Wisconsin today is noted for beer, cheese and Harley Davidson motorcycles – in roughly that order. It was also a minor player in the history of America’s automobile industry when, for the better part of a century, it was home to American Motors Corporation (nee Nash Motors, nee the Thomas B. Jeffrey Company) of Kenosha, a blue-collar community on the Lake Michigan shore in the southeastern corner of the state.
In the early days of the automobile, though, nearly everyone with some mechanical skill and access to the right machinery was trying his hand at building cars and this was as true of Wisconsin as it was of Michigan, Indiana or Ohio. One such industrious denizen of America’s Dairyland was George Kissel of Hartford, Wis., who, with his brother William, founded the Kissel Motor Car Company and for 25 short years built some of America’s finest cars.
Louis and Catherine Kissel were German immigrants who moved to Wisconsin to take up farming and raise a family. In 1882 they settled in Hartford, a small town about 40 miles northwest of Milwaukee, where they began acquiring land, built homes to sell, opened a hardware store, a grocery store and started manufacturing farm implements.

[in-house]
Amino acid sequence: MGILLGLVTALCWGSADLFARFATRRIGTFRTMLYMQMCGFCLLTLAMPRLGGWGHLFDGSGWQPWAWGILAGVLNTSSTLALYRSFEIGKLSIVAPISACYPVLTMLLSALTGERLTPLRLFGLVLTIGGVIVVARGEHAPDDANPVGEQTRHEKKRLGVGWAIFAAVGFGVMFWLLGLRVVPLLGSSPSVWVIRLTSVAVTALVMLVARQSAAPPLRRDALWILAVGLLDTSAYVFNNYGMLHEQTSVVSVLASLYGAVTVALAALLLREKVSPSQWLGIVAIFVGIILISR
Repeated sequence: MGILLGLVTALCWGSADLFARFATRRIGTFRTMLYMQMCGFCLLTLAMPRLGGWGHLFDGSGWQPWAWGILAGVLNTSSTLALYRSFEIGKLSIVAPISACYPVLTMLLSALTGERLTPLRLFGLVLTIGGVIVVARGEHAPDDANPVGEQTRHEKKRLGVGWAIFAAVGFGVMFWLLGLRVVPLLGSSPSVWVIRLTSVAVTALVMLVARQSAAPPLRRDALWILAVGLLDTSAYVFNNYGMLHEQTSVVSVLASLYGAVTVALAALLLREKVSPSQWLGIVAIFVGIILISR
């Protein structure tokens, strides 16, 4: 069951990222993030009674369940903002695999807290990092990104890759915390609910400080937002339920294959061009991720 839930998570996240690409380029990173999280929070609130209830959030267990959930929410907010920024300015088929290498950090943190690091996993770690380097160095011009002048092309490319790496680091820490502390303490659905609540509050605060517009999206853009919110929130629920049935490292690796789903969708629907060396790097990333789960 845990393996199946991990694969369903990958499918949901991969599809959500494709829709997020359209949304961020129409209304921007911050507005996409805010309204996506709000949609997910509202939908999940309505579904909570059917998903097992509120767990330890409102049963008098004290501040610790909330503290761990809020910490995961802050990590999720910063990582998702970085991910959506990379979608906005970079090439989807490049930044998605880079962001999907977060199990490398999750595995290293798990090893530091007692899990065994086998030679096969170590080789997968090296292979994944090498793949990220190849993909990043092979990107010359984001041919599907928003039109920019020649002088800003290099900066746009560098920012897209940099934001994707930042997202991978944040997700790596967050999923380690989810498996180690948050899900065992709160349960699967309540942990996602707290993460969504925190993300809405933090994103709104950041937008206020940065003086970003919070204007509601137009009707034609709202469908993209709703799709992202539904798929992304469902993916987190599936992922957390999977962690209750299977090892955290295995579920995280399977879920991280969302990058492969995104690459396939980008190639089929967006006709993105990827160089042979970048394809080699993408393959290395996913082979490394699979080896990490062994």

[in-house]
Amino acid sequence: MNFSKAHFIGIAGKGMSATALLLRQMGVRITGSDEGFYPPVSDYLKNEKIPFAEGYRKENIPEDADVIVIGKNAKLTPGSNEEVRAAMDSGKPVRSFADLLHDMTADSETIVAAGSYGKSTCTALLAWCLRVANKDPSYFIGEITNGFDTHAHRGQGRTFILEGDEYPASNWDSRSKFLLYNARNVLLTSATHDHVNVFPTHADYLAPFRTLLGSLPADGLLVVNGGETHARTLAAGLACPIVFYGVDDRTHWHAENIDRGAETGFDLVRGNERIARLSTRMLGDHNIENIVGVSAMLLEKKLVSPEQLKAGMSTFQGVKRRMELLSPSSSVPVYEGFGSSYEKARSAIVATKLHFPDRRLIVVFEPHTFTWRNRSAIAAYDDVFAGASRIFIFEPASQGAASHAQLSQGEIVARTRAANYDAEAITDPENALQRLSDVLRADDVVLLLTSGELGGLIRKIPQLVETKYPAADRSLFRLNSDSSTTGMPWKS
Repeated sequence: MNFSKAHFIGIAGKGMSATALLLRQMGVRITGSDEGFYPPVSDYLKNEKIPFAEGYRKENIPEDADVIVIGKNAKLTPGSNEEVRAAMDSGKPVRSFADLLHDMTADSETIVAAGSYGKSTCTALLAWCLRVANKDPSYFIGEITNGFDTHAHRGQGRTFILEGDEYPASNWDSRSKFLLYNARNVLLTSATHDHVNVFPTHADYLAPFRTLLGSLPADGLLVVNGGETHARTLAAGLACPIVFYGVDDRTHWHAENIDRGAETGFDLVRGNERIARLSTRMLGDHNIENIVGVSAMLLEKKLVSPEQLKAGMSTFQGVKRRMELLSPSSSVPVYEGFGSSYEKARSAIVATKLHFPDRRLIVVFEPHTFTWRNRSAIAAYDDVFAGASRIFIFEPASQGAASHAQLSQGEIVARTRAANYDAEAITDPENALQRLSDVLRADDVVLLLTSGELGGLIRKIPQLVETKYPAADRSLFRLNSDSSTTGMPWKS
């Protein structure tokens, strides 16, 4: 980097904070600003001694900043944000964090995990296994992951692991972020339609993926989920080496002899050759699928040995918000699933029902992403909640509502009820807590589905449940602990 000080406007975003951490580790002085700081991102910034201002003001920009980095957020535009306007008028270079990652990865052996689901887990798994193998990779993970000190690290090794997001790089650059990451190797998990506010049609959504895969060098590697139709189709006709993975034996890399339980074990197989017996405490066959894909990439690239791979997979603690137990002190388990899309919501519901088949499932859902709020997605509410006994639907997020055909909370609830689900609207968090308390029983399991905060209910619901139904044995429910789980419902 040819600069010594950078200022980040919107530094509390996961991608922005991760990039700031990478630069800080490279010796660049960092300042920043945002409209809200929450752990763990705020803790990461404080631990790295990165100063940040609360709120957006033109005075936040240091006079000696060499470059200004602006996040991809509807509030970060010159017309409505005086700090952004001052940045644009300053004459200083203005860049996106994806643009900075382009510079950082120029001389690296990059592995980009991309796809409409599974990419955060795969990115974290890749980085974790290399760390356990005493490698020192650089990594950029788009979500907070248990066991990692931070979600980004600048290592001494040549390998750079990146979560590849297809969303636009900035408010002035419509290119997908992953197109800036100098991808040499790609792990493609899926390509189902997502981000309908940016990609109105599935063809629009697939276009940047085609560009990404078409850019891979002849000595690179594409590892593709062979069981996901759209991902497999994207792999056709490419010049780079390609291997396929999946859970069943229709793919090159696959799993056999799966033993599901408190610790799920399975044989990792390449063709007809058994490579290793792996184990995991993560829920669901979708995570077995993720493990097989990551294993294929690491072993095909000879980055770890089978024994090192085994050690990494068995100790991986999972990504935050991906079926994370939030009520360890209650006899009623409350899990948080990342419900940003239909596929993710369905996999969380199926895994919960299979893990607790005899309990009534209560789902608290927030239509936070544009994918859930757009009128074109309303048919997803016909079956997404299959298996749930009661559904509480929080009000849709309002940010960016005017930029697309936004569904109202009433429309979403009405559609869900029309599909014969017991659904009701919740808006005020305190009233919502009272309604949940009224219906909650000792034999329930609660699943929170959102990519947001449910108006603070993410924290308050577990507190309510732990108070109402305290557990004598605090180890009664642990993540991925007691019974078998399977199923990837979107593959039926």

In 1905 Louis and his son George started the Kissel Manufacturing Company to build gasoline engines for agricultural applications. That same year George and his brother William built a small, rudimentary automobile and an 18 horsepower engine to power it. The brothers decided to try their hand at manufacturing automobiles and in 1906 organized the Kissel Motor Car Company. Being loyal sons of Wisconsin, the Kissel’s called their early cars “Badgers” but when they learned that two other fledgling Wisconsin auto makers were also calling their products Badgers they adopted the name Kissel Kar instead.
Early Kissel Kars were offered in three different body styles and were priced from $1,800 to $2,150 fully equipped (more than $50,000 in today’s dollars.) In a later product catalogue Kissel also claimed credit for offering America’s first “all-year car” which “changed the habits of a nation by making winter driving popular.” That car, the All Year Gibraltar Sedan, featured a removable hard top that allowed the owner to switch between a weather proof closed car and an open touring car as the seasons changed.